Another great idea from Facebook, take-home portfolios! I usually try to do everything I can to convince students not to take their work home. Partly because I know the likelihood of ever seeing it again drops significantly as the days go on and partly because work often gets ruined or lost between school and home. Part of my students' grade is based on craftsmanship and how they care for their work. Footprints from falling on the floor of the bus or water marks from being carried through the rain can really damage a great project. This teacher on Facebook recommended getting some cheap portfolios for students to carry work home in and I'm totally on board. You can find them pretty cheap at walmart and even sometimes the dollar stores, but you can also order them from Blick or other art supply catalogues. My favorite thing about them is that they're so big they're (almost) impossible to lose. I'll definitely be investing in some of these so my students can get their work finished at home when it comes down to crunch time and I don't have to worry about the safety of their artwork.

9. Color-Coded Paint Organization

Another incredibly-simple-but-so-genius hack from a teacher on Facebook. Use strips of construction paper to organize individual cups of paint! Now students will know exactly where each color goes and it won't end up in a messy pile on the counter. I can also see how smaller strips like these would encourage students to stack the cups neatly because there's no room on the strip to pile them in a jumbled mess. I mean, we all know students will find a way to make a mess regardless, but this is a start! I can also see this being a great way to organize palettes or other supplies from different classes. Just assign each class a color and that's the spot they put their supplies back. No more shuffling through piles of stuff from different classes. Well, at least not all the time. There will always be that one student that manages to mix their project or supplies in with the wrong class...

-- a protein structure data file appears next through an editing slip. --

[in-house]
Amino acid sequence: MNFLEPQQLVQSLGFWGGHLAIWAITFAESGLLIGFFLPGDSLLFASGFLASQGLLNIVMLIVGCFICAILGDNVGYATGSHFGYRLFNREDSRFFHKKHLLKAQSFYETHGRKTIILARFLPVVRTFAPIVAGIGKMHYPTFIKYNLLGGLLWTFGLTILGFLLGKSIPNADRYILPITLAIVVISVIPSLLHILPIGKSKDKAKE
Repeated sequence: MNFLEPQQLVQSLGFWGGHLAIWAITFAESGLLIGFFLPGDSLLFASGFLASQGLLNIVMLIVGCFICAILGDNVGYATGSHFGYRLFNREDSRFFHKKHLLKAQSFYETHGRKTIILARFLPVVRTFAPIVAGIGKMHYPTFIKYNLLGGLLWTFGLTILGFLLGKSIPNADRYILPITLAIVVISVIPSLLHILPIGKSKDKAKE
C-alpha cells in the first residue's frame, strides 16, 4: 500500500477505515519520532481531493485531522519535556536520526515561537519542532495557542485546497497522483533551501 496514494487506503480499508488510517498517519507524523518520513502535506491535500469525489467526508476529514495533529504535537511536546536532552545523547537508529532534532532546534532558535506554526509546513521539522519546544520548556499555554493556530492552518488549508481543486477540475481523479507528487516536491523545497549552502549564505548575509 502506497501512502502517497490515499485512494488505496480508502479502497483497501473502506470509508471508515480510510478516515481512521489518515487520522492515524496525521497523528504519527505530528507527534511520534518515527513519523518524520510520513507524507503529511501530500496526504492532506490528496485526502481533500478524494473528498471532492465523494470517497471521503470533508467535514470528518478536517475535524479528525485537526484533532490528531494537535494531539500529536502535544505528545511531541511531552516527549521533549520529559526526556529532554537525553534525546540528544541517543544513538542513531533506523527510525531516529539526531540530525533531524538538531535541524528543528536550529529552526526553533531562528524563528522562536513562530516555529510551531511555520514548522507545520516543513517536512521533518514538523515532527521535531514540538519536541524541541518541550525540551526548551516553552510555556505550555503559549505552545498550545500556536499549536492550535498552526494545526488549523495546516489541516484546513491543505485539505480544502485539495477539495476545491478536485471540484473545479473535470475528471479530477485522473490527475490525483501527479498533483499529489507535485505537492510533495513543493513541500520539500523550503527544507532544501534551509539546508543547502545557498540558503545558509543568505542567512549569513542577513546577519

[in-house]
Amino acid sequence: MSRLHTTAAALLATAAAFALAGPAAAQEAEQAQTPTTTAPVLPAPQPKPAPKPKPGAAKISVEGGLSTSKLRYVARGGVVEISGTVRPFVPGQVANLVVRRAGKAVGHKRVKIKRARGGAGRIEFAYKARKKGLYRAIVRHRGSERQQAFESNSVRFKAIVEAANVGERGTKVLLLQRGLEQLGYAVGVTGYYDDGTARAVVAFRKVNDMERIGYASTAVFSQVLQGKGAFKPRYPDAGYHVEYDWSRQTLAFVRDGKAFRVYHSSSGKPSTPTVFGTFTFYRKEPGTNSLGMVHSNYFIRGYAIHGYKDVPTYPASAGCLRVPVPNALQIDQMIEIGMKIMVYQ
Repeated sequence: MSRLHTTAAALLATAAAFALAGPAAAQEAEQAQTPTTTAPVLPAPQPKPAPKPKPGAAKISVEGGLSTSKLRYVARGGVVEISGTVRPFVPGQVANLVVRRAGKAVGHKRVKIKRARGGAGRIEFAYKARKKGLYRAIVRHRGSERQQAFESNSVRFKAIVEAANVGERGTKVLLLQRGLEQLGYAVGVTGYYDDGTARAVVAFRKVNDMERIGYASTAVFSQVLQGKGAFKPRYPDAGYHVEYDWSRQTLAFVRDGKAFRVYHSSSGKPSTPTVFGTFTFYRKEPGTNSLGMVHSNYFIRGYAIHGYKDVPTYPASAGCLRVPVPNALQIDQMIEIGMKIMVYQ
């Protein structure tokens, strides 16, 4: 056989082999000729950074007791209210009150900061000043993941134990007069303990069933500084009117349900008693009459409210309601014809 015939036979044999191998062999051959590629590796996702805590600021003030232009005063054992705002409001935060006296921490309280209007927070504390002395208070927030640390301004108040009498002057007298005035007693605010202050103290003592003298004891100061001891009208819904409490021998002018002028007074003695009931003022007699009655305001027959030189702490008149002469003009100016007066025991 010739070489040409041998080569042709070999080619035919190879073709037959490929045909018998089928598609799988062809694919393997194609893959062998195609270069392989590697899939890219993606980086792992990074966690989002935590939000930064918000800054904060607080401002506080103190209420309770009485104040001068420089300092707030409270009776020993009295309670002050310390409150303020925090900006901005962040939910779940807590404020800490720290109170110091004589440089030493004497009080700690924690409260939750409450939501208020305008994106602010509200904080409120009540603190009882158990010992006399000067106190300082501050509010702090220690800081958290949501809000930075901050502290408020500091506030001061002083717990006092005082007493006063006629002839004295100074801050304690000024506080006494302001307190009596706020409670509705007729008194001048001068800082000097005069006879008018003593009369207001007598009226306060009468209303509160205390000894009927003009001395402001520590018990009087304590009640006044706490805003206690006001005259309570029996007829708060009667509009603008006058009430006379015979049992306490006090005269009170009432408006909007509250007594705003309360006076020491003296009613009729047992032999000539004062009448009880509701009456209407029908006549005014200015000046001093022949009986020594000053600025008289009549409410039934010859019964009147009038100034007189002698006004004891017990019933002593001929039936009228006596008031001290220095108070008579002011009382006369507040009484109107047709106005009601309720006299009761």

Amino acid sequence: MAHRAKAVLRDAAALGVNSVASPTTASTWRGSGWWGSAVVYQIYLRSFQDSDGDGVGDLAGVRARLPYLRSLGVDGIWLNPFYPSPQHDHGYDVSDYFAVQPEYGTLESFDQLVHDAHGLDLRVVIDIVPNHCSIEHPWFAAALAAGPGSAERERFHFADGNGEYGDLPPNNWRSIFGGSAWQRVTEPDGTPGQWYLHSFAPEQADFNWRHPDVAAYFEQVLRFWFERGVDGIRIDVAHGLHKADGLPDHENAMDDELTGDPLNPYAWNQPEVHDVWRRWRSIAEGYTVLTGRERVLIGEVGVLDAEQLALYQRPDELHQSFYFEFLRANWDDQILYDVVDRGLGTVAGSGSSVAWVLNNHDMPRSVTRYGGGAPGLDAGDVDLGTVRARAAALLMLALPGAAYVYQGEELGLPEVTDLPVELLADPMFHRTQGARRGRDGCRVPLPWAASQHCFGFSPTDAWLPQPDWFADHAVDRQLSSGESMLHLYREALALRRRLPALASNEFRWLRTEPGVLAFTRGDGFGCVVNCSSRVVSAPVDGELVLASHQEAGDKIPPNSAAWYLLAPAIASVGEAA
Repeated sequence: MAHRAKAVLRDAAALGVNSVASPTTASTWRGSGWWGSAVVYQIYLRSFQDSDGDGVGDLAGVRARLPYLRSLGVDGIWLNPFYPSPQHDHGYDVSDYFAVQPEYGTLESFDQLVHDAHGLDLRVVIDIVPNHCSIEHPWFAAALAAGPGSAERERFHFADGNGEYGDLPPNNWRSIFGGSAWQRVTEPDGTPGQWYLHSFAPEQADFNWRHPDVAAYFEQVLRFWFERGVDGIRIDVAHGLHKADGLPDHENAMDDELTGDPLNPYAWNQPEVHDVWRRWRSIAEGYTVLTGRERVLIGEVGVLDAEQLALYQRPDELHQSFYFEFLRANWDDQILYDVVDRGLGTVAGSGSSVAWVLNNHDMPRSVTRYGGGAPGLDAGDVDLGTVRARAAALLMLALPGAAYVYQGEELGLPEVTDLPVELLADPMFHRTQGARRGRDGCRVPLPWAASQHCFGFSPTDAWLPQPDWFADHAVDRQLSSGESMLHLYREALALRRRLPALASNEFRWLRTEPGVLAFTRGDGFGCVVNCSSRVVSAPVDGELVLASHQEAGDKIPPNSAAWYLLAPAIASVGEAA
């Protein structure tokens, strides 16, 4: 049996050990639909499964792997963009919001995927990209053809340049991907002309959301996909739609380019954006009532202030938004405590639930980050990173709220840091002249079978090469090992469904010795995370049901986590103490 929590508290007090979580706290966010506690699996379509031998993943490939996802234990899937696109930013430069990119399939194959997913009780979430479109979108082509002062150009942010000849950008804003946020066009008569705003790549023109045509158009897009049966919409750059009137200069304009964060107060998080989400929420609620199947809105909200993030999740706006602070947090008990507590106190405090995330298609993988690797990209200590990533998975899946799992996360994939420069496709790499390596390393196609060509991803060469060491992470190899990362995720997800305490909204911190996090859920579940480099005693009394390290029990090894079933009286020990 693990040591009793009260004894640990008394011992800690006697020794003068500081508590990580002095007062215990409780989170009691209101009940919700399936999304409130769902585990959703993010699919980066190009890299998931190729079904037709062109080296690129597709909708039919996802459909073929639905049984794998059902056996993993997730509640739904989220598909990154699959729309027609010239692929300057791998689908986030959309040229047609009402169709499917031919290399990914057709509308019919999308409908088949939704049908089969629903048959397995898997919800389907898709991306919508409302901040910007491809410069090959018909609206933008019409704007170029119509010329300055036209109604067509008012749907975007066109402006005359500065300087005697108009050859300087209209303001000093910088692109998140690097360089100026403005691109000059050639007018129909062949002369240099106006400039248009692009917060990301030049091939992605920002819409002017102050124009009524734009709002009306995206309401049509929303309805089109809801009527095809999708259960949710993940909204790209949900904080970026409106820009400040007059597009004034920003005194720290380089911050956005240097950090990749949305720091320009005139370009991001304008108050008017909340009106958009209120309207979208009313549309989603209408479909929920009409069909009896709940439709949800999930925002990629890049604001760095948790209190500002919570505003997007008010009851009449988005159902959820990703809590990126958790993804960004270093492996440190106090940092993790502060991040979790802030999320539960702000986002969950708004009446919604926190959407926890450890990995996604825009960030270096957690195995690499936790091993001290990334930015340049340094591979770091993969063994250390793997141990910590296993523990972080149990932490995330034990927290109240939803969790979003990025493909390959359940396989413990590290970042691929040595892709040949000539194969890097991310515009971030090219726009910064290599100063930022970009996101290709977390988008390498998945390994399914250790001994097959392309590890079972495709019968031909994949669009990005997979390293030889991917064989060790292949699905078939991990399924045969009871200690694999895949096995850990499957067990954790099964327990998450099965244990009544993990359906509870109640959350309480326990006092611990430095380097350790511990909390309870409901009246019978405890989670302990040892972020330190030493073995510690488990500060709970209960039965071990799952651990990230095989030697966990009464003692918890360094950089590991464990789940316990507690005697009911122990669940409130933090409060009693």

10. Individual Brush Sets

I'm all about giving students their own set of supplies so they can learn to be more accountable for what they use. In the past it hasn't been an easy task because I mostly have class sets of supplies. Thanks to the coronavirus pandemic, I'll be looking for more ways to create individual sets. I loved this idea from Whitney on Instagram and at (go check her out, she has some great resources!). She took a brush tube (but you could use a variety of different containers) and stuck on a label to help keep track of the brushes inside. This helps build accountability for the students and the label can also serve as a great reference for the names of different types of brushes! If you want to grab the same label she uses, head to the TPT link in her Instagram bio.

I hope you enjoyed this collection of Art teacher hacks! I'm constantly saving the hacks I find on Facebook, Instagram, and Pinterest so I'm sure I'll have more to post in the future and more advice on what works best in my classroom.

What are some of your favorite hacks? Feel free to post them in the comments or connect with me on Instagram!